Wes and I stood outside the gate to the port of Veracruz for a short while and finally realized that taxis don’t usually come there unless to bring a fare. I returned to the big building to ask if there was a bus or some other form of transportation which would be able to return us to the city. After a difficult exercise in overcoming a language barrier I learned that buses came and went at shift change but not during the day. The man at the counter told me that we could get a taxi at the old stone fort which was about a mile down the road. I remembered seeing that fort on the way to the port and thought then that it looked like it would be an interesting place to visit. Now it looked like we would indeed be visiting it,
We began to walk down the road towards the city, jumping into a ditch from time to time to avoid the trucks carrying cargo to and from the port. Wes and I both picked up medium-sized rocks to launch at dogs if they should menace. The line between a Mexican stray and a Mexican pet can be a little blurry, and although Wes and I both like dogs we didn’t necessarily feel like being bitten by one. Or ten. The precaution was unnecessary and soon we were walking into a broad area in front of the fort which contained parking for cars, a taxi loading and unloading area, and several outdoor concessions which included one business selling tacos, carnitas, and more to the point, beer.
We ordered our food and beers and took up a couple of seats at a long table under a large canvas tent-like top. Soon the food and beer were in front of us and we wolfed it down in a few minutes. We had not really noticed how hungry we were. While we sat at our table we had time to get a good look at the stone fort, or ‘Fortaleza’. The polygonal building is massive, made out of huge carved stone blocks and standing a good twenty or thirty feet high. Wes and I decided at that table that we would spend a day enjoying Veracruz and then return home. We wanted to purchase our airline tickets – we had experienced all of the Mexican buses that we cared for – that day so that we would be certain to be able to get home. That would turn out to be a rare bit of good sense on our part.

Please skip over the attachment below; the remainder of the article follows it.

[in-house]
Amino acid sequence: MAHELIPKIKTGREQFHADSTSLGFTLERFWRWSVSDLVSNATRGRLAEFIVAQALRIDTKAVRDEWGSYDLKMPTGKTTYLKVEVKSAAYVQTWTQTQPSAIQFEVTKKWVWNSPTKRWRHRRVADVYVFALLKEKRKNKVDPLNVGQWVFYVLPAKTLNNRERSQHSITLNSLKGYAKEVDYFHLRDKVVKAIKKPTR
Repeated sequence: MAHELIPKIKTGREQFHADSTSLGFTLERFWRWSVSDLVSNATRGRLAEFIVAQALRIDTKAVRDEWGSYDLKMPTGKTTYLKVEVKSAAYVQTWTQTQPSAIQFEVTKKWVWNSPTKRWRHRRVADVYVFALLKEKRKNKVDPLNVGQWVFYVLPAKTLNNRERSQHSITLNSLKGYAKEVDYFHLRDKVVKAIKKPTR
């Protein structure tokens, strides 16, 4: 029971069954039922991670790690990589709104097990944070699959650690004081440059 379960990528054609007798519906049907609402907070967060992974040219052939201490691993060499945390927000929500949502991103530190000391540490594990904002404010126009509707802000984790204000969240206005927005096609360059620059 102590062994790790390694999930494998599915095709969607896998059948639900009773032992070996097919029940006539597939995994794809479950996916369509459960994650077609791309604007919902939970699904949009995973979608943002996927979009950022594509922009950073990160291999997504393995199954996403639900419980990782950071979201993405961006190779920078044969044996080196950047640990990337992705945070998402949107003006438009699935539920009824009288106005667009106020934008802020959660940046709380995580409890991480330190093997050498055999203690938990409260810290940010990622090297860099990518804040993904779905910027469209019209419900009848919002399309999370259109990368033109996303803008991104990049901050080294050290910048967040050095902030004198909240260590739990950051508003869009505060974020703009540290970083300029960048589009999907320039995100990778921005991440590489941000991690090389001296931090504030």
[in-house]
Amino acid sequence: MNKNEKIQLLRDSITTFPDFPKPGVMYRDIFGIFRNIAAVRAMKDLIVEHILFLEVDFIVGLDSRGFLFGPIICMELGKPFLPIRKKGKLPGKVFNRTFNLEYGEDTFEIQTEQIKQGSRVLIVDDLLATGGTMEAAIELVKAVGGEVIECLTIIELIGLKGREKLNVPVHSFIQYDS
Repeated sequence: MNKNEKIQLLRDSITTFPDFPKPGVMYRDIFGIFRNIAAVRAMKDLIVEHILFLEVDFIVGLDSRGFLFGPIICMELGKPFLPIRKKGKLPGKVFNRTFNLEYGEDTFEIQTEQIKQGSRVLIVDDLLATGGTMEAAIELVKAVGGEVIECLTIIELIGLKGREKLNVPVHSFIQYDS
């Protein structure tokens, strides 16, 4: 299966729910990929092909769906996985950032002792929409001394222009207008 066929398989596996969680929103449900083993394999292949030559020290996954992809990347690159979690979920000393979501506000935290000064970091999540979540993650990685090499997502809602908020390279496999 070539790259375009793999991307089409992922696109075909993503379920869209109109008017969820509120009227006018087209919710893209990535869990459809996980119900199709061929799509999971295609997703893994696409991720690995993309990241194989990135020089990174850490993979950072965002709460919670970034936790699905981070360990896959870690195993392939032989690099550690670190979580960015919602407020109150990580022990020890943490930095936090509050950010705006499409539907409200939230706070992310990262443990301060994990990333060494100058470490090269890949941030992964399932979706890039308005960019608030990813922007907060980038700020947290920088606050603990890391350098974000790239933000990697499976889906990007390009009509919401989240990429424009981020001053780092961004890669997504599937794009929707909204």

But first we wanted to get a look at the Fortaleza. We bought our tickets and began a walking tour of the building, and it is huge and extensive. We walked in hallways built within the massive walls; in some places five or six feet thick. The fort was begun by Hernan Cortez at the beginning of the conquest of Mexico and it was the last Spanish foothold when Mexico rebelled and expelled the Spanish in 1825. The walls were lined with maps, drawings photographs, and historical notes in both Spanish and English. Wes and I were fascinated and stayed there longer than we had planned. At one point we did feel a little nervous however. One display of photos with their historical explanations concerned the capture of the city in 1914 by U.S. Marines and Navy personnel as part of a complicated affair involving German arms shipments to the Mexican government in the midst of a revolution. On the wall were several photos of Mexican soldiers and civilians defending their city as the battle waxed and waned through the streets and from behind buildings. Wes and I began to feel a bit uncomfortable as we stood with a group of Mexicans looking at the exhibit. We wondered just how gringo we looked.